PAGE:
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(Part 1)

Ratings: Zero to 4 Stars.

Two Early Mesquiteers

POWDERSMOKE RANGE (‘35 RKO Radio) RKO certainly was not about to launch a series of Three Mesquiteers Westerns, but in September 1935 they packed every Western star they could lay their contracts on for this sagebrush oddity, and therein lies its charm, fame and reputation today because, in reality, it is a rather dull, talky, lethargic, Wallace Fox directed, Adele Buffington scripted western. And other than Tom Tyler’s cold-eyed Sundown Saunders gunman, the performances are pretty routine. The film was wisely advertised for its Grand Hotel all-star cast, thereby receiving playdates in theatres not normally known to book standard B-Westerns. Based on a novel by William Colt MacDonald, Carey is Tucson Smith, Hoot Gibson is Stony Brooke and Big Boy Williams is Lullaby Joslin. A quite different casting approach than that taken by Republic a year later. Also in the star-studded cast are Bob Steele, the aforementioned Tom Tyler (both later to be Mesquiteers themselves at Republic), Wally Wales, Buzz Barton, Art Mix, Buddy Roosevelt, Buffalo Bill Jr., Franklyn Farnum, William Desmond, William Farnum—many in don’t-blink-or-you’ll-miss-‘em cameos. Buffington’s stale plot has Carey/Gibson/Williams opposing corrupt town sheriff Adrian Morris and Mayor Sam Hardy. Main interest in the film comes as the Mesquiteers try to convert gunslinger Tom Tyler to the right side of the law. At first refusing, in the final showdown Tyler takes a fatal shot meant for Carey.

THE LAW OF 45’S (‘35 Normandy/First Division) Released in December 1935. When the Sheriff’s law fails, Big Boy employs the law of the ‘45s to bring down crafty shyster attorney Ted Adams, as nastily smooth as he ever was in any Western. The story itself is a fairly faithful adaptation of William Colt Macdonald’s Three Mesquiteers characters (predating the Republic series by a year). Still, Bob Tansey’s script changes Stony Brooke to Stoney Martin and places him in the role of comic sidekick Al St. John. Big Boy has the lead as Tucson “Two Gun” Smith. Macdonald’s source novel is THE LAW OF THE FORTY-FIVES but print advertising calls the film “The Law of the 45’s”, but the on-screen title is “The Law of 45’s”.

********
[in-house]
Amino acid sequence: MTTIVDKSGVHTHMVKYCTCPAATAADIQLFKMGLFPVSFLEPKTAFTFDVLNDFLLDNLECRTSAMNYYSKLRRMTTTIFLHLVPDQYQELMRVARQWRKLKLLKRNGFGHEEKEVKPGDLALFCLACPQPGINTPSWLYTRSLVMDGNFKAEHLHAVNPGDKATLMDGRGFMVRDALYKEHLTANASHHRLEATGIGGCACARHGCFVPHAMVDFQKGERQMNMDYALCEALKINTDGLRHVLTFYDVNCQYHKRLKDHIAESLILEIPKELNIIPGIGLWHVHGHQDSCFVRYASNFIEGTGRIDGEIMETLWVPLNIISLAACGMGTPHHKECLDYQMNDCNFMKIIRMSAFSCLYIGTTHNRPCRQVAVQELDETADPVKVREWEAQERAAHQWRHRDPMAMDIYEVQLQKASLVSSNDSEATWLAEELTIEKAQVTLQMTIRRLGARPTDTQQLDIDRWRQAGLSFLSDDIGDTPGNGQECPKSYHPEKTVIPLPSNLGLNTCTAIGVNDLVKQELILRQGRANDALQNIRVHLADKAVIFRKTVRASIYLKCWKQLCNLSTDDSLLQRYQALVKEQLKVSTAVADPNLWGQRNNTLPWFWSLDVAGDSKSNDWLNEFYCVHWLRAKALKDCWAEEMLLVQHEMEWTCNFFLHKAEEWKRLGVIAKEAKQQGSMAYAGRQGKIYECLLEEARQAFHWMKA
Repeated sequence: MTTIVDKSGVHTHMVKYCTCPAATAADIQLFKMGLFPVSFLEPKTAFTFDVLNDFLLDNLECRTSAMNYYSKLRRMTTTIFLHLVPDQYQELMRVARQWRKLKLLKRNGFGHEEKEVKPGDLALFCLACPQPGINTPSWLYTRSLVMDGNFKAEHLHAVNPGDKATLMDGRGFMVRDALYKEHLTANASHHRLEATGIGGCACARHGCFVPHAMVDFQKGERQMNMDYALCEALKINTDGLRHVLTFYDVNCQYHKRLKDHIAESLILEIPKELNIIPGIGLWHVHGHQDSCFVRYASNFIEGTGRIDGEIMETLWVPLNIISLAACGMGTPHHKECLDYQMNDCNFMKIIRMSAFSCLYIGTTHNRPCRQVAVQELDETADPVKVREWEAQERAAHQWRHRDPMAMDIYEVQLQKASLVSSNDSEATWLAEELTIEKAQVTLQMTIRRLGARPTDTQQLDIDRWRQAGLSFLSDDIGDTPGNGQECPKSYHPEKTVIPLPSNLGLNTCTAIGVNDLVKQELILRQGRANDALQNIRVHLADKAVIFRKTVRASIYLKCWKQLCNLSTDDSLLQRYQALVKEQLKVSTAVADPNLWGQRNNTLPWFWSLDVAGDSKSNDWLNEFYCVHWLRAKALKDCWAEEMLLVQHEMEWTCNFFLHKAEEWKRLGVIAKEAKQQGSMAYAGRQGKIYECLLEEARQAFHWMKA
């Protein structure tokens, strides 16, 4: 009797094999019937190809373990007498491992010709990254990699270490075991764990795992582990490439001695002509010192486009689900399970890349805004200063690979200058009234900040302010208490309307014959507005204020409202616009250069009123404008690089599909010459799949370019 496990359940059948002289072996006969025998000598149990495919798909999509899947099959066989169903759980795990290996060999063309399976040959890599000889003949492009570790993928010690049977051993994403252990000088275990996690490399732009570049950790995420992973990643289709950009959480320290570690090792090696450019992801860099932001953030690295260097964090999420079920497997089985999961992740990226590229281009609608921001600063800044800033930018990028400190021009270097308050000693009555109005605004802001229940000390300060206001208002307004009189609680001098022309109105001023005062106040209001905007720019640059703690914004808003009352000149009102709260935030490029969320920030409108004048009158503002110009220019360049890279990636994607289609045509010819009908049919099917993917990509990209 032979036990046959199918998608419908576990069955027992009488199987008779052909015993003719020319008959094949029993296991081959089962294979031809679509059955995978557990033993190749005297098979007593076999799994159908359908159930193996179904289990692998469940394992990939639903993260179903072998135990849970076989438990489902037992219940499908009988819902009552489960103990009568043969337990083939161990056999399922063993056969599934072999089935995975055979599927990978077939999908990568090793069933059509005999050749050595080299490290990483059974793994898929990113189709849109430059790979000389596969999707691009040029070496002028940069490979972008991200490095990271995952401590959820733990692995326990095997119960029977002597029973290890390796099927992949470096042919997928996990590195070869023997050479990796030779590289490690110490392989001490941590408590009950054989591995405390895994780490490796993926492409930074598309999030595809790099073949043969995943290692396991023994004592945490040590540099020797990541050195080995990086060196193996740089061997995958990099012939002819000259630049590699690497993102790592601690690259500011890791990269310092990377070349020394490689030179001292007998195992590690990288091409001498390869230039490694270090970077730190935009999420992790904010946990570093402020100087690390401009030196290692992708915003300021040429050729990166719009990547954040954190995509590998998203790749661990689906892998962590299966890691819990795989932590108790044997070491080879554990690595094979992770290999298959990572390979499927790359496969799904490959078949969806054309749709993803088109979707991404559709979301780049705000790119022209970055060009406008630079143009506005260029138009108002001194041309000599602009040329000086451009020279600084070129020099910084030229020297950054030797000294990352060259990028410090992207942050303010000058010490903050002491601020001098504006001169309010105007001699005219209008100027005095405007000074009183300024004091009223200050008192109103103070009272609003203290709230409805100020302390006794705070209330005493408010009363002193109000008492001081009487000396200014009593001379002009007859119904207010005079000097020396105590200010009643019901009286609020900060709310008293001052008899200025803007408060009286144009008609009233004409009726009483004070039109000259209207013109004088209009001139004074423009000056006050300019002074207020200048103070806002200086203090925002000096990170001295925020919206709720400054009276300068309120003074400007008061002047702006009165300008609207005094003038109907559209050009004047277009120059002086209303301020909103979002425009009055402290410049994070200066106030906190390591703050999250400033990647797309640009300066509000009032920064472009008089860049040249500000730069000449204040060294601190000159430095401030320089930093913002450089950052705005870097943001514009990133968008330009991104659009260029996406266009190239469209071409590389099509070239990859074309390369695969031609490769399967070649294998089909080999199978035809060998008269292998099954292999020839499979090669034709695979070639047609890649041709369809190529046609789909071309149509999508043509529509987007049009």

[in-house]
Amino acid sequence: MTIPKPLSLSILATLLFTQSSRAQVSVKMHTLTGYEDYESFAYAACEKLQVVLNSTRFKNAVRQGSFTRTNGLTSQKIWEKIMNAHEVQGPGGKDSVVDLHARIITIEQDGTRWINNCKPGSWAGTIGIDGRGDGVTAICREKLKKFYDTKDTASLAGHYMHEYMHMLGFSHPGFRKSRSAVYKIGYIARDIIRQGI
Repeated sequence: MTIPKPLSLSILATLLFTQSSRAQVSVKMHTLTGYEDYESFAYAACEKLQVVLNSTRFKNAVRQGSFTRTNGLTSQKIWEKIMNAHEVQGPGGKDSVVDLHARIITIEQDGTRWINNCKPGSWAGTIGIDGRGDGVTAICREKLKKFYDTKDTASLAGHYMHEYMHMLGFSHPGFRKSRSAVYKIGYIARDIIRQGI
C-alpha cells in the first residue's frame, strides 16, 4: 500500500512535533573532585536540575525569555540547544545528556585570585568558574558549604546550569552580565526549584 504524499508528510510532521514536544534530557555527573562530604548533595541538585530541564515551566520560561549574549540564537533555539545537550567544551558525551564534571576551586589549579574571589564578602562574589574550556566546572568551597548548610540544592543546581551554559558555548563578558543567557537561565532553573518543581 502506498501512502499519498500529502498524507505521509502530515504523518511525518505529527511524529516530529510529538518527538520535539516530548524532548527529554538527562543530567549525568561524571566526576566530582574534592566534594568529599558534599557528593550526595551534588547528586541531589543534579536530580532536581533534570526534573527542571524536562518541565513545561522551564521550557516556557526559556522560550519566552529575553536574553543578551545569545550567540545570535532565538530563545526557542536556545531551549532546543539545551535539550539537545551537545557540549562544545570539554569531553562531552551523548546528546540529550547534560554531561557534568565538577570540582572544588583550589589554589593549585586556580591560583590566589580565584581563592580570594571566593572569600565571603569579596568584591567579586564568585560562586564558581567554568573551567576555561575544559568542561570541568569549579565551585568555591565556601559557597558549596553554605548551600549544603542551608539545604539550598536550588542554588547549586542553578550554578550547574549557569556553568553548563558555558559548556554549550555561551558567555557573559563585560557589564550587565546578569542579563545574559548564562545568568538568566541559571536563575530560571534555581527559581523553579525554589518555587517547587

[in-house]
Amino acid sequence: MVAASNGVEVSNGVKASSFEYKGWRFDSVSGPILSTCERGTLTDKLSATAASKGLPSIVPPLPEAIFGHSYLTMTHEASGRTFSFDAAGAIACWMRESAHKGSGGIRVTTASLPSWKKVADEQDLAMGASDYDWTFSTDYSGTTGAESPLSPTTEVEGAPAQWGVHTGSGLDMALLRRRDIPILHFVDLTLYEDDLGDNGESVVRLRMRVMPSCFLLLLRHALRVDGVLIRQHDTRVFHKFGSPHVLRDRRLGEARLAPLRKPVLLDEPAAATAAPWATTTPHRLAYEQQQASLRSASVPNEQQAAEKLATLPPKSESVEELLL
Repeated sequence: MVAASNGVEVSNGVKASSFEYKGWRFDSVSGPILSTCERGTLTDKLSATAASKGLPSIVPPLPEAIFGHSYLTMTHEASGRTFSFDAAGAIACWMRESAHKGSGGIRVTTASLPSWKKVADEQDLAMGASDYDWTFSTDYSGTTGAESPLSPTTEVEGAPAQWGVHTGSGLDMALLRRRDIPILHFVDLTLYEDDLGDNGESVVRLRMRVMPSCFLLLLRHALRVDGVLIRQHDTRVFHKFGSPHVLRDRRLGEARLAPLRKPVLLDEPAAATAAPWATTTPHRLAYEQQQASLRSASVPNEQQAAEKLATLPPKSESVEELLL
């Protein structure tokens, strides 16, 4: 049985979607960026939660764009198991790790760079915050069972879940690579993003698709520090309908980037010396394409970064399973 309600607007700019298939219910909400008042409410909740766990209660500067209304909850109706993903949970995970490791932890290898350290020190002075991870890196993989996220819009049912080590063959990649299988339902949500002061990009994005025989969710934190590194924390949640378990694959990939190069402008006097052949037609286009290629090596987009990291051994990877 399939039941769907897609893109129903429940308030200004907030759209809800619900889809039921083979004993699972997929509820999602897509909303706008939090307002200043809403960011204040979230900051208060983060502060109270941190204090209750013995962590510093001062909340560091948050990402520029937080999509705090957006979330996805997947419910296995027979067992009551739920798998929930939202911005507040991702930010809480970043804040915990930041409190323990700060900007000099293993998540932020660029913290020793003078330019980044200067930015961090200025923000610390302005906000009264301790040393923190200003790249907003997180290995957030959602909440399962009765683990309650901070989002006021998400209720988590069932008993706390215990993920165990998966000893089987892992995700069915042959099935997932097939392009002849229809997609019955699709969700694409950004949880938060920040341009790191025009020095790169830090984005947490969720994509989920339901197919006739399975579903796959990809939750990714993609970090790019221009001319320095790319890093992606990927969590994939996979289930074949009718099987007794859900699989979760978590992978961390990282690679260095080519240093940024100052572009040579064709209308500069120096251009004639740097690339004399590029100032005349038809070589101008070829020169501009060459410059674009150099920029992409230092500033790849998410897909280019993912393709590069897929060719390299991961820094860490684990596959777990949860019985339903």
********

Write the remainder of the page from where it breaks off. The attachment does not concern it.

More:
Syd Saylor, Ray Corrigan, Bob Livingston

THREE MESQUITEERS (‘36 Republic) The newly formed Three Mesquiteers (Ray Corrigan, Bob Livingston and Syd Saylor! on a motorcycle) round-up range rats for a great start to a terrific series of B-Westerns. Republic made a wise move by quickly (in the second film) replacing Saylor with Max Terhune as Lullaby Joslin. Saylor’s broad humor and his bobbing Adam’s apple just weren’t right for the part. Also notice the different opening theme music apart from the rest of the series.


Max Terhune, Bob Livingston,
Ray Corrigan

GHOST TOWN GOLD (‘36 Republic) “Crash” Corrigan and the other Mesquiteers, Robert Livingston and Max “Lullaby” Terhune, get involved in a prizefight to help save Kay Hughes and her father’s bank and catch a gang of bank robbers. The trail leads to some wild shenanigans in a spooky old ghost town (Brandeis Ranch) with a crazy old miner (Milburn Morante). Terhune shows how Max acquired his “talking doll”, Elmer, in a rigged game of Three Card Monte. Whatever “magic” Terhune with his dummy Elmer added to the mix is sometimes hard to analyze, but it worked. The trio (with Livingston and Corrigan better dressed than in the first film) clicked and one of the best and longest running series of B-Westerns was off and running.

ROARIN’ LEAD (‘36 Republic) The first in the “Mesquiteers-save-the-orphanage” sub-genre. Badmen have rustled cattle from a dozen ranches and exhausted the association’s funds thereby forcing the association to close their orphanage. The Three Mesquiteers have only three days to raise enough money to keep the orphanage open and save the children from being placed in homes of townspeople who only want to adopt them as house labor instead of hiring servants. An orphanage fundraiser with the Meglin Kiddies stops the action dead in its tracks! That’s followed by a ridiculous scene in which Livingston poses as a Swami with mystic powers in an attempt to force a confession from henchman Yakima Canutt. Fast forward through this nonsense and get to the action-packed roarin’ lead showdown.